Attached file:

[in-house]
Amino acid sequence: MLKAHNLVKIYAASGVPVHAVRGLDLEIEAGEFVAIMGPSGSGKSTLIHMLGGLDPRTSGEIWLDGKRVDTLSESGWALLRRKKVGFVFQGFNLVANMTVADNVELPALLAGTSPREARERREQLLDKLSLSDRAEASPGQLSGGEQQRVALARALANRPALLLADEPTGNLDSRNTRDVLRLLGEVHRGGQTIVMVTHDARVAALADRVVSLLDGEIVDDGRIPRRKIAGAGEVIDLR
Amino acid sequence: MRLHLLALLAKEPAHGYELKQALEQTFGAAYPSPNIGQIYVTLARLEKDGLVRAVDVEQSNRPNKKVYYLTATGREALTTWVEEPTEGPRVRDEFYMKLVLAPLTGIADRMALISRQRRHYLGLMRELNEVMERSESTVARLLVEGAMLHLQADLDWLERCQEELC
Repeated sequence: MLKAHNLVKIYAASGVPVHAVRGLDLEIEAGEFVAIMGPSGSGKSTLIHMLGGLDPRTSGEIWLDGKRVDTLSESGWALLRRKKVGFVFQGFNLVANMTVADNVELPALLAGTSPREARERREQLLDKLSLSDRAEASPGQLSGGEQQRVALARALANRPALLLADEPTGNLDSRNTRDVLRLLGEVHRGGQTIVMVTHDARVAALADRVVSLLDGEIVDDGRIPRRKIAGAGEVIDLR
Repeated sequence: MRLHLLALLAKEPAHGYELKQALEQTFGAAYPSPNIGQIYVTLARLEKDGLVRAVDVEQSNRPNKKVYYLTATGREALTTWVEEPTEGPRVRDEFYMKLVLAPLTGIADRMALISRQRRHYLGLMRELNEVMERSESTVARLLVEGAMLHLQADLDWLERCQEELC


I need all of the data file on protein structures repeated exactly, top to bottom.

[in-house]
Amino acid sequence: MLKAHNLVKIYAASGVPVHAVRGLDLEIEAGEFVAIMGPSGSGKSTLIHMLGGLDPRTSGEIWLDGKRVDTLSESGWALLRRKKVGFVFQGFNLVANMTVADNVELPALLAGTSPREARERREQLLDKLSLSDRAEASPGQLSGGEQQRVALARALANRPALLLADEPTGNLDSRNTRDVLRLLGEVHRGGQTIVMVTHDARVAALADRVVSLLDGEIVDDGRIPRRKIAGAGEVIDLR
Amino acid sequence: MRLHLLALLAKEPAHGYELKQALEQTFGAAYPSPNIGQIYVTLARLEKDGLVRAVDVEQSNRPNKKVYYLTATGREALTTWVEEPTEGPRVRDEFYMKLVLAPLTGIADRMALISRQRRHYLGLMRELNEVMERSESTVARLLVEGAMLHLQADLDWLERCQEELC
Repeated sequence: MLKAHNLVKIYAASGVPVHAVRGLDLEIEAGEFVAIMGPSGSGKSTLIHMLGGLDPRTSGEIWLDGKRVDTLSESGWALLRRKKVGFVFQGFNLVANMTVADNVELPALLAGTSPREARERREQLLDKLSLSDRAEASPGQLSGGEQQRVALARALANRPALLLADEPTGNLDSRNTRDVLRLLGEVHRGGQTIVMVTHDARVAALADRVVSLLDGEIVDDGRIPRRKIAGAGEVIDLR
Repeated sequence: MRLHLLALLAKEPAHGYELKQALEQTFGAAYPSPNIGQIYVTLARLEKDGLVRAVDVEQSNRPNKKVYYLTATGREALTTWVEEPTEGPRVRDEFYMKLVLAPLTGIADRMALISRQRRHYLGLMRELNEVMERSESTVARLLVEGAMLHLQADLDWLERCQEELC